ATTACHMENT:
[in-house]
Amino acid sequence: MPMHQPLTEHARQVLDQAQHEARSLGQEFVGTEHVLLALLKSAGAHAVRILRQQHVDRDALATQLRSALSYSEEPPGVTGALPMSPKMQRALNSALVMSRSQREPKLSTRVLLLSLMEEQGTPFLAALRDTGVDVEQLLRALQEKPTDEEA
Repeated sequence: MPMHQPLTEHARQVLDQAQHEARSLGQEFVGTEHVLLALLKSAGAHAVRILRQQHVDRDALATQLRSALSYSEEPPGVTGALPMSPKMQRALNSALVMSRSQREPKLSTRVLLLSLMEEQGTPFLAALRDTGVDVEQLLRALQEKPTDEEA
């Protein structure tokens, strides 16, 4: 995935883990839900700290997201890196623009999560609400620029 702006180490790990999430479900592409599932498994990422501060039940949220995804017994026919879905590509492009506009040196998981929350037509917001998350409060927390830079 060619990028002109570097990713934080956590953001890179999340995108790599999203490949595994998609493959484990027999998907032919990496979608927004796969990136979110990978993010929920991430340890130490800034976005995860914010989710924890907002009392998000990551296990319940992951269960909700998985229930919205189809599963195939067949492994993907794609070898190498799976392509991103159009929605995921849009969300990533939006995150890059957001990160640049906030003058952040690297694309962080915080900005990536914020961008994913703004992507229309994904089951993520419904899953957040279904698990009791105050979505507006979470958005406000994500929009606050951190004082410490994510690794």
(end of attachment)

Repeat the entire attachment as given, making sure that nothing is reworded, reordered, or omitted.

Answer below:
[in-house]
Amino acid sequence: MPMHQPLTEHARQVLDQAQHEARSLGQEFVGTEHVLLALLKSAGAHAVRILRQQHVDRDALATQLRSALSYSEEPPGVTGALPMSPKMQRALNSALVMSRSQREPKLSTRVLLLSLMEEQGTPFLAALRDTGVDVEQLLRALQEKPTDEEA
Repeated sequence: MPMHQPLTEHARQVLDQAQHEARSLGQEFVGTEHVLLALLKSAGAHAVRILRQQHVDRDALATQLRSALSYSEEPPGVTGALPMSPKMQRALNSALVMSRSQREPKLSTRVLLLSLMEEQGTPFLAALRDTGVDVEQLLRALQEKPTDEEA
């Protein structure tokens, strides 16, 4: 995935883990839900700290997201890196623009999560609400620029 702006180490790990999430479900592409599932498994990422501060039940949220995804017994026919879905590509492009506009040196998981929350037509917001998350409060927390830079 060619990028002109570097990713934080956590953001890179999340995108790599999203490949595994998609493959484990027999998907032919990496979608927004796969990136979110990978993010929920991430340890130490800034976005995860914010989710924890907002009392998000990551296990319940992951269960909700998985229930919205189809599963195939067949492994993907794609070898190498799976392509991103159009929605995921849009969300990533939006995150890059957001990160640049906030003058952040690297694309962080915080900005990536914020961008994913703004992507229309994904089951993520419904899953957040279904698990009791105050979505507006979470958005406000994500929009606050951190004082410490994510690794």